WASHINGTON, September 27, 2017 - A new study titled “Ensuring Resilient and Efficient Electricity Generation: The Value of the Current Diverse U.S. Power Supply Portfolio” argues that policy that promotes renewables could send consumer electricity prices soaring. The research, conducted by IHS Markit, concludes that some subsidies for zero-carbon wind and solar generation may have the unintended consequence of causing carbon emissions to increase as nuclear plants are forced to close.
“It is easy to take the cost-effective diversity of the current U.S. electric supply portfolio for granted,” said Lawrence Makovich, IHS Markit chief power strategist and the study’s lead author. “But a comparison of the two cases in our analysis shows that increasing exposure to the challenge of managing the misalignment of intermittent generation with consumer demands – plus the price volatility and deliverability constraints of natural gas – reduces benefits to households and reduces the competitive position of U.S. businesses in the global marketplace.”
The study found that the less diverse portfolio could result in no reduction in the level of carbon emissions from the electricity sector. This is because policies like incentives and rebates that support the deployment of solar and wind are driving wholesale electricity prices so far down that nuclear plants are being forced to retire even though they do not produce carbon dioxide.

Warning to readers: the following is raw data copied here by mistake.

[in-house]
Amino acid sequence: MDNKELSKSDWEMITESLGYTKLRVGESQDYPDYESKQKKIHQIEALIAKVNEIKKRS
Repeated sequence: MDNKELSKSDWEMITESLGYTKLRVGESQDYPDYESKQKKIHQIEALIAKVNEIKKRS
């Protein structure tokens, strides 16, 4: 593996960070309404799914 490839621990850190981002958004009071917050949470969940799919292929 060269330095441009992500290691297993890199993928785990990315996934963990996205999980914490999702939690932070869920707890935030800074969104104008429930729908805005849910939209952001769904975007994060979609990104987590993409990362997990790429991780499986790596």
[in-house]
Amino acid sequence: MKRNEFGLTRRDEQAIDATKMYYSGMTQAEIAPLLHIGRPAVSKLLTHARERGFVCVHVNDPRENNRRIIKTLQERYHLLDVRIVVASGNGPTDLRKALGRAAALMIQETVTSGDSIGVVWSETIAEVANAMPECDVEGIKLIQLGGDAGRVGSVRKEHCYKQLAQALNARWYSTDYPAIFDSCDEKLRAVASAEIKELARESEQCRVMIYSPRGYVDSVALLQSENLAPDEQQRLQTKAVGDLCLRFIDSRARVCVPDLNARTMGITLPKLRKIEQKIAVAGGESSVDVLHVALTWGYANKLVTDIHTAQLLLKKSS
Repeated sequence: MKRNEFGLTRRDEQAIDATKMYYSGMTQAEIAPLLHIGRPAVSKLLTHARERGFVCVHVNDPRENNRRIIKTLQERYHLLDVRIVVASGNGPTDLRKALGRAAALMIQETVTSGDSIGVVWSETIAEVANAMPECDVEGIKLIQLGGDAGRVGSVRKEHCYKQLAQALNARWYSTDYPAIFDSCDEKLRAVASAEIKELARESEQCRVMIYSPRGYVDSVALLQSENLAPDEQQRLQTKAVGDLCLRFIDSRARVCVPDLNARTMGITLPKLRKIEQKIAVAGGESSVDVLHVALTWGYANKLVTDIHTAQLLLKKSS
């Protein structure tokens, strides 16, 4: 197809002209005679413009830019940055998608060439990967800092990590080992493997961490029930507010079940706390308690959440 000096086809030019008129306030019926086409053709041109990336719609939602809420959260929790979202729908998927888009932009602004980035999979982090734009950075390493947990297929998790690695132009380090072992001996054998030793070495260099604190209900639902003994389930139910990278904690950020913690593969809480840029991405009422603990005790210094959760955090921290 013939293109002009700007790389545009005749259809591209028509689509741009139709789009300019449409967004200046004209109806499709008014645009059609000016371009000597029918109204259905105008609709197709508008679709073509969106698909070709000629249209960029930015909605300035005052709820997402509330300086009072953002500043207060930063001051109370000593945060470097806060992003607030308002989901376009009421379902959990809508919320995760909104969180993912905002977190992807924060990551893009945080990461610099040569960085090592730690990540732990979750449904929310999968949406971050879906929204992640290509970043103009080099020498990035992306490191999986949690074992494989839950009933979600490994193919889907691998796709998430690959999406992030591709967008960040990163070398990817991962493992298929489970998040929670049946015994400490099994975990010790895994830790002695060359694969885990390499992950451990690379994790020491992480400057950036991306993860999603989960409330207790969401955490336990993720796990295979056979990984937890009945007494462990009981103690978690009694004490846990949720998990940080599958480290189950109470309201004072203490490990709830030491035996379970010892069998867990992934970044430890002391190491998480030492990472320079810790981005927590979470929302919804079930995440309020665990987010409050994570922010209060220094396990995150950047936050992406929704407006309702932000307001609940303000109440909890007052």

The study compares actual industry performance with diverse fuel sources of recent years (2014 to 2016) to that of a less efficient, less diverse portfolio over the same time period. The study says that actions to preserve the benefits of a diverse power supply range from reforming market rules along with either eliminating or phasing out the root causes of market distortions or implementing market interventions to offset those same distortions.
Matt Crozat, senior director of policy development at the Nuclear Energy Institute (NEI), commended the study, agreeing that market distortions can create the wrong incentives, which must be urgently addressed and corrected.
“As this insightful new study notes, public policies can create unintended market distortions by suppressing the power prices for all of the generators operating in those markets,” Crozat said. “If plants close, this ultimately results in higher emissions, higher prices and less reliability. New York and Illinois have already acted to prevent such closures and we urge other states and jurisdictions to act before it is too late.”
NEI, along with the Edison Electric Institute and the Global Energy Institute at the U.S. Chamber of Commerce, funded the study.
Legislators in Illinois passed the Future Energy Jobs Bill last December to ensure continued operation of nuclear power plants in that state. In August 2016, New York Public Service Commission adopted a Clean Energy Standard that recognizing the economic and environmental benefits of commercial nuclear energy in that state.
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